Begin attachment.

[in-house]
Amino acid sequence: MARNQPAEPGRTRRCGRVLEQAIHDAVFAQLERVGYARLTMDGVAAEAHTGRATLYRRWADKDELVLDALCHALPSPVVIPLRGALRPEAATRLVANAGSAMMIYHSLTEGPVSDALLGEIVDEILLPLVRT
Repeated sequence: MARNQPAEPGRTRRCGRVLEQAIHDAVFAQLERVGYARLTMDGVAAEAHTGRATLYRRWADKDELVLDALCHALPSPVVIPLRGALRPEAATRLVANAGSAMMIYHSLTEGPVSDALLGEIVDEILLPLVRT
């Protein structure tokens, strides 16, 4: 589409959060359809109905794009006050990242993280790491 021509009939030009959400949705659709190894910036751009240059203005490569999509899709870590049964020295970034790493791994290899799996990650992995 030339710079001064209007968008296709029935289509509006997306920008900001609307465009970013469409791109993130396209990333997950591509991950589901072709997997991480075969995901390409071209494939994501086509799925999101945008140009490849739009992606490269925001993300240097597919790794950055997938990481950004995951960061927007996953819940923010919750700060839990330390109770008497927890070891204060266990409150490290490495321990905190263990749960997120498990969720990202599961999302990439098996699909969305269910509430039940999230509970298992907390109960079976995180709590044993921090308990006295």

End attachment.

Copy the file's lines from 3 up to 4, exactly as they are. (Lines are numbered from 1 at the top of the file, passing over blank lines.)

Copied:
Repeated sequence: MARNQPAEPGRTRRCGRVLEQAIHDAVFAQLERVGYARLTMDGVAAEAHTGRATLYRRWADKDELVLDALCHALPSPVVIPLRGALRPEAATRLVANAGSAMMIYHSLTEGPVSDALLGEIVDEILLPLVRT
């Protein structure tokens, strides 16, 4: 589409959060359809109905794009006050990242993280790491 021509009939030009959400949705659709190894910036751009240059203005490569999509899709870590049964020295970034790493791994290899799996990650992995 030339710079001064209007968008296709029935289509509006997306920008900001609307465009970013469409791109993130396209990333997950591509991950589901072709997997991480075969995901390409071209494939994501086509799925999101945008140009490849739009992606490269925001993300240097597919790794950055997938990481950004995951960061927007996953819940923010919750700060839990330390109770008497927890070891204060266990409150490290490495321990905190263990749960997120498990969720990202599961999302990439098996699909969305269910509430039940999230509970298992907390109960079976995180709590044993921090308990006295």